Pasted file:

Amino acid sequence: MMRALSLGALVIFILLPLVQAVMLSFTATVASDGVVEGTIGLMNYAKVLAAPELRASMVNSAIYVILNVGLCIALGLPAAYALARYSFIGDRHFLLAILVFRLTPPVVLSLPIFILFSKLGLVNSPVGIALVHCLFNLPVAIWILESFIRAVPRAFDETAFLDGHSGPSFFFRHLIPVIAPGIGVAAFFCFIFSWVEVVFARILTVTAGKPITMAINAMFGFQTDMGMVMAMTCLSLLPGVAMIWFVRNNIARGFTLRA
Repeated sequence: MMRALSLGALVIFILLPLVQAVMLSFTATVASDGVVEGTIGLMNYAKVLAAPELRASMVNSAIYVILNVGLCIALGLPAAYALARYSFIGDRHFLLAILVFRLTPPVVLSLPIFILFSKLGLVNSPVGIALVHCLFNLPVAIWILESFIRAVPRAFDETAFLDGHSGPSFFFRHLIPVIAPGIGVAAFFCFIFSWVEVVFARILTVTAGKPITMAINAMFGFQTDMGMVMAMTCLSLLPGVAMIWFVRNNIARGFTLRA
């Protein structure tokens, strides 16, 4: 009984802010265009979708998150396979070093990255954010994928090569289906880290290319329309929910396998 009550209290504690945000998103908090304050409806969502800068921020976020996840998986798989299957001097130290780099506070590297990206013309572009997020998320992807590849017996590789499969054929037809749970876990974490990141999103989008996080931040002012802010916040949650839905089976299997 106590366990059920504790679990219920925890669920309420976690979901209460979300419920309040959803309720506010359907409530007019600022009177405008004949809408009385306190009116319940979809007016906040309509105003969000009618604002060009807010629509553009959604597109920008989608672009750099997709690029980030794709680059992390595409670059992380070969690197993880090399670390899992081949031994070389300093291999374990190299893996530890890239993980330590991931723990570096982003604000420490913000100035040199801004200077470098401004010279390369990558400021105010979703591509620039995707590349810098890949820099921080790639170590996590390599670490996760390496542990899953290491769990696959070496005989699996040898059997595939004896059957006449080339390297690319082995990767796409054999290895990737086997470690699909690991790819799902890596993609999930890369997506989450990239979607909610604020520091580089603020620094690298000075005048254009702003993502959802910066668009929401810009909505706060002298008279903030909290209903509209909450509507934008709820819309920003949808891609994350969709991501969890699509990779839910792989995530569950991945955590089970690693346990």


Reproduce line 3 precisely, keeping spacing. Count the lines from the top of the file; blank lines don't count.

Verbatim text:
């Protein structure tokens, strides 16, 4: 009984802010265009979708998150396979070093990255954010994928090569289906880290290319329309929910396998 009550209290504690945000998103908090304050409806969502800068921020976020996840998986798989299957001097130290780099506070590297990206013309572009997020998320992807590849017996590789499969054929037809749970876990974490990141999103989008996080931040002012802010916040949650839905089976299997 106590366990059920504790679990219920925890669920309420976690979901209460979300419920309040959803309720506010359907409530007019600022009177405008004949809408009385306190009116319940979809007016906040309509105003969000009618604002060009807010629509553009959604597109920008989608672009750099997709690029980030794709680059992390595409670059992380070969690197993880090399670390899992081949031994070389300093291999374990190299893996530890890239993980330590991931723990570096982003604000420490913000100035040199801004200077470098401004010279390369990558400021105010979703591509620039995707590349810098890949820099921080790639170590996590390599670490996760390496542990899953290491769990696959070496005989699996040898059997595939004896059957006449080339390297690319082995990767796409054999290895990737086997470690699909690991790819799902890596993609999930890369997506989450990239979607909610604020520091580089603020620094690298000075005048254009702003993502959802910066668009929401810009909505706060002298008279903030909290209903509209909450509507934008709820819309920003949808891609994350969709991501969890699509990779839910792989995530569950991945955590089970690693346990």